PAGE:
Meet The Generative AI Moment With Authentic Learning
This workshop offers a high-level explanation of how these tools work, along with insights from colleagues across disciplines at UChicago about how they’ve been approaching this change in the educational landscape. Attendees will receive context to make an informed decision about how to approach these tools and address the topic with their students.
Generative AI And Academic Integrity: Some Considerations
This workshop is geared toward instructors who are looking for ways to limit dishonest use of these tools, whether in academic writing, computer code assignments, or other fields. Attendees will consider various digital tools and pedagogical techniques that have been proposed to combat dishonest behavior with AI and evaluate the strengths and weaknesses of each. Lastly, attendees will have an opportunity to discuss with your fellow instructors how best to approach this difficult problem.
Using AI Tools To Promote Meaningful Learning
This workshop is intended for instructors who have decided to allow students to use these tools in a supervised manner rather than banning them. It will offer useful ideas, room to experiment, and a space to talk through your approach with colleagues. Attendees will consider the impact AI tools are having or stand to have on their teaching; articulate their vision for AI’s role in their class; and explore ways to integrate AI into meaningful learning activities.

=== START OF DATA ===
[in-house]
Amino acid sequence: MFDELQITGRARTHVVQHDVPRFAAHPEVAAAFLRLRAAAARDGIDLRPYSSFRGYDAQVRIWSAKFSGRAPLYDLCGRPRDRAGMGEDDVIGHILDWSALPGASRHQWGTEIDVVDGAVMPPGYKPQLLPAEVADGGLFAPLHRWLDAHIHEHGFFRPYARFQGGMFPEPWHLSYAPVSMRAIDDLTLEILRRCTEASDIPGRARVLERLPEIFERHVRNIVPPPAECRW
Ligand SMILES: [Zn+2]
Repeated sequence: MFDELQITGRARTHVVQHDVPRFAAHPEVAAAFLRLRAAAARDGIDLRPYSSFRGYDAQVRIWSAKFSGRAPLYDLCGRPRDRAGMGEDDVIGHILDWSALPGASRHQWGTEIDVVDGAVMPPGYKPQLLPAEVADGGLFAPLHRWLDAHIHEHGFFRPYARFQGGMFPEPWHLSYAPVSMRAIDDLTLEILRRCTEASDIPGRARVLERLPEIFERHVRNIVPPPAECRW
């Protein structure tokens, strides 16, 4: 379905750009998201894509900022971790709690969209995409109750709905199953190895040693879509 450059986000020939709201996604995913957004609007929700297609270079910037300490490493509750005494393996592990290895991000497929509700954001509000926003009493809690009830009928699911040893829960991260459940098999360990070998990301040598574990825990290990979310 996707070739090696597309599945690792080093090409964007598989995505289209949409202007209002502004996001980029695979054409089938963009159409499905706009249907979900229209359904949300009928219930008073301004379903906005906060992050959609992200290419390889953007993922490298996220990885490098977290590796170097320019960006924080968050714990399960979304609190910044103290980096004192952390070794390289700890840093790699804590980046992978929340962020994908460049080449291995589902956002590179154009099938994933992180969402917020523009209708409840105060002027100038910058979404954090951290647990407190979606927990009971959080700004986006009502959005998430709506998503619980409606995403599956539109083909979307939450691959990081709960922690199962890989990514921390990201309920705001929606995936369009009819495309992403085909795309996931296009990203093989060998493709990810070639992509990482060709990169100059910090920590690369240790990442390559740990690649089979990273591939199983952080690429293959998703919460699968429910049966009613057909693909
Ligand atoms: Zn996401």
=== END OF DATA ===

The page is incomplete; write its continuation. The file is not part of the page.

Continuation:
Generative AI Discussion Facilitator’s Guide
For instructors who are already familiar with the challenges and opportunities of generative AI in education and would like to lead a conversation among colleagues about this issue in order to consider the approach they’ll take to the use of generative AI tools in their teaching and how they’ll communicate about it with their students. This guide includes suggestions about how to plan this conversation, some suggested discussion questions, a selection of readings to consider sharing with colleagues, and a template for a discussion handout. Readers are welcome to download and modify this discussion guide for their purposes.